Wayne, of course, was telling me this over the phone while I was standing in my hotel room. He then told me that, over the next few weeks of being wheat/grain-free, he lost 30 pounds, much of it from his waist. He told one of his daughters about this lifestyle and she proceeded to lose a phenomenal 17 pounds over 14 days (a pace that seems to only occur when extravagant inflammation is part of the picture, not just being overweight). He also said that his wife, Marcelene, who had been diagnosed with adult-onset grand mal seizures a few years back, had so far experienced complete relief and had stopped her seizure medication. He then said, “I’m convinced that your ideas work and I want to support the production of your PBS television show. I’d also like to invite you to join me in Baltimore for the filming of my latest PBS show. That way, we can also film a Q&A for your show.”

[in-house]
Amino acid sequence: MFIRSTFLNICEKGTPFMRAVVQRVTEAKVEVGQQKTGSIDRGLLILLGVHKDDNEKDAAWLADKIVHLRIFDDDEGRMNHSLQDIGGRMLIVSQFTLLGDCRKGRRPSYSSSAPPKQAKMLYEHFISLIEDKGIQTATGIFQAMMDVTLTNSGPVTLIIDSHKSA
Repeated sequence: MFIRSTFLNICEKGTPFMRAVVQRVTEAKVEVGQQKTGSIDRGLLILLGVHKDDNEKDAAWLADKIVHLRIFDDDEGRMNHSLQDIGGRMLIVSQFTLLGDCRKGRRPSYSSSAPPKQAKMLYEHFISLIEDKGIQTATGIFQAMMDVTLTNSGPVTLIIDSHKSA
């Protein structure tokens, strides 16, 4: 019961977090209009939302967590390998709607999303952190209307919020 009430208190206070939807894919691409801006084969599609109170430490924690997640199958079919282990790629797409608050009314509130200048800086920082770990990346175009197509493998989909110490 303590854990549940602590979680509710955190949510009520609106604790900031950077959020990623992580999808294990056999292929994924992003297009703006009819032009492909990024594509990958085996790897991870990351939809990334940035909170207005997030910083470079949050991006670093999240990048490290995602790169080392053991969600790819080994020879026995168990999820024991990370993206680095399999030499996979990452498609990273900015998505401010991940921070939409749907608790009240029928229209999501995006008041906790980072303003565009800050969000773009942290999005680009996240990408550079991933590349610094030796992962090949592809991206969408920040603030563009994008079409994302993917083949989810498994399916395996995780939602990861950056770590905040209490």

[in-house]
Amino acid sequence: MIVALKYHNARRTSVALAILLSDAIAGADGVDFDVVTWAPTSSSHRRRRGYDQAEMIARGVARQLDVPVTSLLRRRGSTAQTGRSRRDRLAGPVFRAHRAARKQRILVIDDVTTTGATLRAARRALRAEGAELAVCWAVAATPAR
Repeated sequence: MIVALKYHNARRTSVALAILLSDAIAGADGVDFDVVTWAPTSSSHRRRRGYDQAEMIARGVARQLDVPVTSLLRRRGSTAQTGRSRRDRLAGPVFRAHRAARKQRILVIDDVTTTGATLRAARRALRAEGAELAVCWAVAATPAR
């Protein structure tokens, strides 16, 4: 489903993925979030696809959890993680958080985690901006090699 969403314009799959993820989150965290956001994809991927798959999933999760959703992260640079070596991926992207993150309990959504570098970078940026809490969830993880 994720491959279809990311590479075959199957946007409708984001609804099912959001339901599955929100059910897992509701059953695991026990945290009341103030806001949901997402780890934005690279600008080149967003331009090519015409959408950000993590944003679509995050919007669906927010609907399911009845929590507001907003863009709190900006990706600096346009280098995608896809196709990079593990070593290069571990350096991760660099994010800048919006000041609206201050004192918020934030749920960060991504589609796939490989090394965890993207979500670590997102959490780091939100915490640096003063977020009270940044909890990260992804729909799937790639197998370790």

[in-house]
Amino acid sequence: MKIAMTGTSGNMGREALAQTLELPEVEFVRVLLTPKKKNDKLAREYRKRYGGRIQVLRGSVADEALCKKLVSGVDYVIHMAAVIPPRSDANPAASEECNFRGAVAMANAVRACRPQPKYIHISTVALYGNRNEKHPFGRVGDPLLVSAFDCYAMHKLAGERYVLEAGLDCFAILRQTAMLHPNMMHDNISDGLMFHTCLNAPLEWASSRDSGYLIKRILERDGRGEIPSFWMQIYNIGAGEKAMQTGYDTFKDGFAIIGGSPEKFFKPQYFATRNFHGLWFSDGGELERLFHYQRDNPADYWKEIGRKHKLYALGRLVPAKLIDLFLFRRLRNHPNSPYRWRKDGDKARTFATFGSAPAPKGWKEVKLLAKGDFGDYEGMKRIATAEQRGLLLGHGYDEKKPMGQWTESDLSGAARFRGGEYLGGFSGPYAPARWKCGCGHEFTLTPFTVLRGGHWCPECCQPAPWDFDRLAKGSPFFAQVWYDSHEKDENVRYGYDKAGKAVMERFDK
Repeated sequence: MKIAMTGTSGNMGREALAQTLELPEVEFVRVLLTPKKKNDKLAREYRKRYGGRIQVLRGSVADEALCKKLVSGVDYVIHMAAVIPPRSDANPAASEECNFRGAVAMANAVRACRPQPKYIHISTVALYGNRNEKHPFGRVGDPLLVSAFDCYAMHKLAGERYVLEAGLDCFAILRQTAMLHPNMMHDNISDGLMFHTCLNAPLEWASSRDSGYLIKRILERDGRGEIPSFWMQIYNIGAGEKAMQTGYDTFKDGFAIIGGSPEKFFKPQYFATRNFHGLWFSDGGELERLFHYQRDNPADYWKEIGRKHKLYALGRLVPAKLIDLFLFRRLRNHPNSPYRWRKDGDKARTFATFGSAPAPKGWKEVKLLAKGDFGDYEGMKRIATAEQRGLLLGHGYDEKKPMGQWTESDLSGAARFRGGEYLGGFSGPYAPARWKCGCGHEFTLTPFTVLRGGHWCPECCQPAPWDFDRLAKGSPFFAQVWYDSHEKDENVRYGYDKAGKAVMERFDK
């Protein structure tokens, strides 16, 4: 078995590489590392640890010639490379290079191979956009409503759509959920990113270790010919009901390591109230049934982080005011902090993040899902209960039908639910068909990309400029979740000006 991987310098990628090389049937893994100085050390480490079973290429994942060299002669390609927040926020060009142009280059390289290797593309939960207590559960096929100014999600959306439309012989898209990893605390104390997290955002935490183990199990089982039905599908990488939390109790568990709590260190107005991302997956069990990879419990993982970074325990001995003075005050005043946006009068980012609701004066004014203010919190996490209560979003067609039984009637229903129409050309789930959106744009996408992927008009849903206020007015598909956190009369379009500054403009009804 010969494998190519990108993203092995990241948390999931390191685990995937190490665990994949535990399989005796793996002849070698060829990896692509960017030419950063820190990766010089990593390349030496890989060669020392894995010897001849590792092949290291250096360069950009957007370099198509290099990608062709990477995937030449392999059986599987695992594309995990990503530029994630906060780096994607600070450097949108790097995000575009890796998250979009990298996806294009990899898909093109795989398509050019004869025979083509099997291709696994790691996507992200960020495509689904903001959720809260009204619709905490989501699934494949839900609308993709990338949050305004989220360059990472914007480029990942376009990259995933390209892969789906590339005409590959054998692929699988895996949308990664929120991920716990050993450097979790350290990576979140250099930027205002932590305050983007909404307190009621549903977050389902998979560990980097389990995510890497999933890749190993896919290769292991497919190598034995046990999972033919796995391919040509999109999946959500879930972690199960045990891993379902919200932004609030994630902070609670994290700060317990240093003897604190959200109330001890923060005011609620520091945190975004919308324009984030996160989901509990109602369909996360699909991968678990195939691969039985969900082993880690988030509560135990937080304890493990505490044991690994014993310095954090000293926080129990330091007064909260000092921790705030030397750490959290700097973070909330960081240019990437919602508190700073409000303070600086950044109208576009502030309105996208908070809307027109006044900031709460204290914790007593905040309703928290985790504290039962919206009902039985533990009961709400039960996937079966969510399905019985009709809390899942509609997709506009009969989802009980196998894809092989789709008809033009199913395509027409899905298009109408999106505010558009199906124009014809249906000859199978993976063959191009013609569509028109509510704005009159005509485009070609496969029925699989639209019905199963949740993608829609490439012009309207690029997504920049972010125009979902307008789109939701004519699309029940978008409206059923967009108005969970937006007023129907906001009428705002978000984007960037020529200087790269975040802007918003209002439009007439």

Very exciting—I get to work with an author with a worldwide reputation and champion of self-help psychological health. So I flew to Baltimore, watched him speak (Wayne was probably the best storyteller I have ever known—just watch some of the videos people have posted of him speaking. He is absolutely captivating.) After he delivered his talk, we retired backstage where we filmed our Q&A session about Wheat Belly, why it works, the rationale, etc. During our conversation, Wayne related to me that he had undergone stent implantation into two of his coronary arteries just a few years earlier. That, of course, is among the things I do: show people how to not have coronary disease. And, once you have it, it recurs over and over again as recurrent chest pain, heart attack, or death—heart disease does not stop with implantation of stents, a low-fat diet, or statin drug. He said that, in addition to such practices as yoga and meditation, he was taking a daily baby aspirin and a statin cholesterol drug. So I told him that there is so much more he could do to prevent any future cardiovascular events. At that moment, the usually outward calm, “Namaste” demeanor dissolved. He put up his hand and loudly proclaimed, “No, not now.” With that stern rebuke, I decided that, as friends, I would have more opportunities in future to advise him in all the other strategies that he could adopt that essentially put a stop to cardiovascular events beyond the useless pharmaceuticals he was taking.